Hotel Cleaning Crews in China Caught Using Toilet Brushes To Clean Drinkware
Forget about bedbugs or mysterious stains — some of the practices at a trio of Chinese hotels are far more disturbing.
The cleaning crews at three high-end hotels in northern China were caught using several less-than-sanitary methods to clean their guests’ rooms, including scrubbing out mugs with a toilet brush, washing the bathroom floors with toilet water, and folding clean towels on the bathroom floor.
Hidden-camera footage of the incidents was shared to the Chinese streaming site Pear Video on Tuesday, and confirmed to be genuine by the city of Harbin’s department of tourism, the South China Morning Post reports.
The offending hotels include the Kempinski Hotel Harbin, the Harbin Shangri-La Hotel and the Sheraton Harbin Xiangfang Hotel, all of which are located in Harbin, the capital city of the Heilongjiang province in northwest China.
Each hotel has also been fined by the city and told to correct the issue, the Post adds.
The Shangri-La has since stated that it plans to “cooperate with local government to properly implement all hygiene measures,” and also vowed to conduct its own investigation into the staff’s practices.
“If what was shown in the video was proved to be true, it would be a serious violation of our hygiene standards and it would not be acceptable,” a representative of the hotel told the Post.
The Kempinski Hotel Harbin has called the cleaning habits “unacceptable,” and confirmed that the Kempinksi worker shown in the video had been fired, The Sun reports. The Sheraton, too, has since addressed the video, writing that it is “deeply sorry” for the actions of its cleaners, which the hotel re-trained on Wednesday, according to Beijing-based media outlet Caixin.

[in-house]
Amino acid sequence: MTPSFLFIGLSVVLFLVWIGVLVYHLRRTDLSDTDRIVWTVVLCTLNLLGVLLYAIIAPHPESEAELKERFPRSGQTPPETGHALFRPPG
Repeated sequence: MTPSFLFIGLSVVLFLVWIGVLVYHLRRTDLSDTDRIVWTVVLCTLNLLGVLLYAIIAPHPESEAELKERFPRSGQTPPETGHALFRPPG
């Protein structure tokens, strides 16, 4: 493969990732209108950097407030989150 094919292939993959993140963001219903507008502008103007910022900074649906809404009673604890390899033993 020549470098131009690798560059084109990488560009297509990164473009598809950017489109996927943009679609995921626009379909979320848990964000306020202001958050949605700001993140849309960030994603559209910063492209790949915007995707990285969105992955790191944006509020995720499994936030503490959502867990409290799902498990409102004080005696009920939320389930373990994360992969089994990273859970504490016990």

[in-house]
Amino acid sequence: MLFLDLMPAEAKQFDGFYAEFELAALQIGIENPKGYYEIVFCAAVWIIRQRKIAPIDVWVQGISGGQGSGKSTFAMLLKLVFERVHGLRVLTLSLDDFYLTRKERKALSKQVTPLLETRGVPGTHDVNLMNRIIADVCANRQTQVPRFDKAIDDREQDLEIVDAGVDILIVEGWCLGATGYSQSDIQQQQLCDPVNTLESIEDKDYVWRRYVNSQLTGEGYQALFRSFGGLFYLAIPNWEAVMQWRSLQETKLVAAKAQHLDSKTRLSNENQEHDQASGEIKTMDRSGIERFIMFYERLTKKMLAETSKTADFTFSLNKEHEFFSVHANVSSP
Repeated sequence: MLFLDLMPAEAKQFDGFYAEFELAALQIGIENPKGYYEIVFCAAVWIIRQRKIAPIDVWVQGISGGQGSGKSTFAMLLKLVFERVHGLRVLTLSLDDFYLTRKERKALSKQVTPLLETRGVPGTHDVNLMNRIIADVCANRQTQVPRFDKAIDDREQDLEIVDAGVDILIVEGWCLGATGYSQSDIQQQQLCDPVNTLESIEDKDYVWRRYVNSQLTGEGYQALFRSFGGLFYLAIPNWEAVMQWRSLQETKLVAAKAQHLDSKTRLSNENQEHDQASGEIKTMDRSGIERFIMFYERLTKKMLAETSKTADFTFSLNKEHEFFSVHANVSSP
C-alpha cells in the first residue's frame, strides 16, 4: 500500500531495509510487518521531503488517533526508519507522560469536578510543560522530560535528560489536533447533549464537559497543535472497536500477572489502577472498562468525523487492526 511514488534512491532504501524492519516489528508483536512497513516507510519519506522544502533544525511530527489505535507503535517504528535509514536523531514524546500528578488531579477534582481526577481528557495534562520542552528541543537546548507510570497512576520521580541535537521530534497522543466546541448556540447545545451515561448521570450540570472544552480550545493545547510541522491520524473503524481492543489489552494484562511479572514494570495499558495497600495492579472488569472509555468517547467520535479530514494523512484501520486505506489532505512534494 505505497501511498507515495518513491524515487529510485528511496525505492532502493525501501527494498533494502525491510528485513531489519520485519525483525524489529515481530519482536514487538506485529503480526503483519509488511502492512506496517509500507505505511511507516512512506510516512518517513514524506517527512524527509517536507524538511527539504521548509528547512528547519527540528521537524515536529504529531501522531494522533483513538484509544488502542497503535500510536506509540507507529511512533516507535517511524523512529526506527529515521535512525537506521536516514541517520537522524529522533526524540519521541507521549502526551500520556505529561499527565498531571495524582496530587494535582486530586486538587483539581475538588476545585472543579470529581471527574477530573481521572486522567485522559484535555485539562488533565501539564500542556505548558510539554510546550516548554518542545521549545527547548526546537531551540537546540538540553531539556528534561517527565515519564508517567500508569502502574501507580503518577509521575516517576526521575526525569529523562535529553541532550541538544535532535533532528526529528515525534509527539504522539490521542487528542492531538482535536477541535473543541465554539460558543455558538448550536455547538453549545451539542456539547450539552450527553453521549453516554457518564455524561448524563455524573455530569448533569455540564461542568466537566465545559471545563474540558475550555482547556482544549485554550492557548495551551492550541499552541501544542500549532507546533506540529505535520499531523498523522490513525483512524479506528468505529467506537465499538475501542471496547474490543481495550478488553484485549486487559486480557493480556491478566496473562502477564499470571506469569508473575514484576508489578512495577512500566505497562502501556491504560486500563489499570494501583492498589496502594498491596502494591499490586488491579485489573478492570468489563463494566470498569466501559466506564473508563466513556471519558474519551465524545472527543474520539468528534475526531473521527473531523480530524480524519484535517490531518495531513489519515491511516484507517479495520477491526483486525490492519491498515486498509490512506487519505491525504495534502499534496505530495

The footage, which was reportedly shot by an undercover journalist for Pear Video, had also revealed a number of cringe-worthy cleaning methods. Among other nasty practices, these included: cleaning drinkware and a bathroom sink with a toilet brush, then immediately using the same brush to clean a toilet; dipping a towel into toilet water before using it to scrub the floor; using a single rag to clean glassware, a garbage can and the toilet bowl; and folding blankets and towels on the floors of the rooms.
The undercover reporter had even asked one of the hotel’s workers if the rest of the cleaning staff used the same practices, and was told that they did, but that “We just never talk about it,” the Independent reports.
According to the South China Post, rooms at the three hotels range from about $105 to $410 per night.